Snake-handling pastor dies from snake bite
MIDDLESBORO, Kentucky (AP) — A snake-handling pastor who appeared on the National Geographic television reality show “Snake Salvation” has died after being bitten by a snake during a weekend church service in Kentucky.
Jamie Coots was handling a rattlesnake at his Full Gospel Tabernacle in Jesus Name Church in Middlesboro when he was bitten on the hand Saturday night, another preacher, Cody Winn, told WBIR-TV. After the bite, Coots dropped the snakes, but then picked them back up and continued on. Within minutes, Winn said Coots headed to the bathroom.
“He had one of the rattlers in his hand, he came over and he was standing beside me. It was plain view, it just turned its head and bit him in the back of the hand … within a second,” Winn said.
When an ambulance arrived at the church at 8:30 p.m. Saturday, they were told that Coots had gone home, the Middlesboro Police Department said in a statement. Contacted at his house, Coots refused medical treatment.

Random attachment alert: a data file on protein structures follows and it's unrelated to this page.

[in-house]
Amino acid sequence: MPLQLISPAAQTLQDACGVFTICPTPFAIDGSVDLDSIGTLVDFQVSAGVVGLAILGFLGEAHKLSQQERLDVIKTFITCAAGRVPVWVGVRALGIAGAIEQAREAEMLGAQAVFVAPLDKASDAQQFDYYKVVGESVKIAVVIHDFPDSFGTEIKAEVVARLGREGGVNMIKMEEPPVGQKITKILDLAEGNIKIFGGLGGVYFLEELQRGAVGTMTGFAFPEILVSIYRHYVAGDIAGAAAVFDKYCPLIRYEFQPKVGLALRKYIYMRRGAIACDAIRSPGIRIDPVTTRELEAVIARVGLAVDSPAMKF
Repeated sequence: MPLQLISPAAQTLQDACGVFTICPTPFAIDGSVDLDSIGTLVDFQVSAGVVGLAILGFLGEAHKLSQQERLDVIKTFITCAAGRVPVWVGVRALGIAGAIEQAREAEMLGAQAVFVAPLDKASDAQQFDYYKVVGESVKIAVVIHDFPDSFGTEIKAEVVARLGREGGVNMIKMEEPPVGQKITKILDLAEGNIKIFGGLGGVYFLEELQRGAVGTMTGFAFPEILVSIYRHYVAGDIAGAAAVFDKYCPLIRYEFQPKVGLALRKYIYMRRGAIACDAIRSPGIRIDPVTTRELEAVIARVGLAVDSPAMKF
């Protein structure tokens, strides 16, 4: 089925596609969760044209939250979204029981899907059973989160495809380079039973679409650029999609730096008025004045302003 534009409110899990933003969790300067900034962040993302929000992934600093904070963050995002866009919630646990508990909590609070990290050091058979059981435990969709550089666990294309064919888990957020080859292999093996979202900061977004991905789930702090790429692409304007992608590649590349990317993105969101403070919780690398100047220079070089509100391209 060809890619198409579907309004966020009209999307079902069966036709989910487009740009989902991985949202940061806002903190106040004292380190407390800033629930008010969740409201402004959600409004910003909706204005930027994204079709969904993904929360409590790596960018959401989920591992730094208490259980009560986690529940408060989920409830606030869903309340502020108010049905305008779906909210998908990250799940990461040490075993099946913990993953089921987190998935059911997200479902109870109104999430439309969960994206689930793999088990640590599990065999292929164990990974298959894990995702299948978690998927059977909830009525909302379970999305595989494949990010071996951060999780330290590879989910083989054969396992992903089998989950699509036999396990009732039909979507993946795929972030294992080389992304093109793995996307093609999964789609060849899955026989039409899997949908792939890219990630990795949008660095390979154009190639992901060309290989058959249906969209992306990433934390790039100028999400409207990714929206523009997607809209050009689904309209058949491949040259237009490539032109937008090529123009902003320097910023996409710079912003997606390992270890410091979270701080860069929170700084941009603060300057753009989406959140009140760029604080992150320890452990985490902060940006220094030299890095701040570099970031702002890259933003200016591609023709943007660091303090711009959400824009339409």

Emergency workers left about 9:10 p.m. When they returned about an hour later, Coots was dead from a venomous snake bite, police added.
The snake-handling pastor’s son, Cody Coots, told the television station that his dad had been bit eight times before, but never had had such a severe reaction. The son said he had thought the bite would be just like all the others.
“We’re going to go home, he’s going to lay on the couch. He’s going to hurt. He’s going to pray for a while and he’s going to get better. That’s what happened every other time, except this time was just so quick and it was crazy,” Cody Coots said.
In January 2013, Coots was caught transporting three rattlesnakes and two copperheads through Knoxville, Tennessee. Wildlife officials confiscated the snakes, and Coots pleaded guilty to illegally wildlife possession. He was given one year of unsupervised probation.
Coots said in February 2013 that he needed the snakes for religious reasons, citing a Bible passage in the book of Mark.
National Geographic said in a statement that it was struck by Coots’ “devout religious convictions despite the health and legal peril he often faced.”
In 1995, 28-year-old Melinda Brown, of Parrottsville, Tennessee, died after being bitten at Coot’s church by a 4-foot-long timber rattlesnake.
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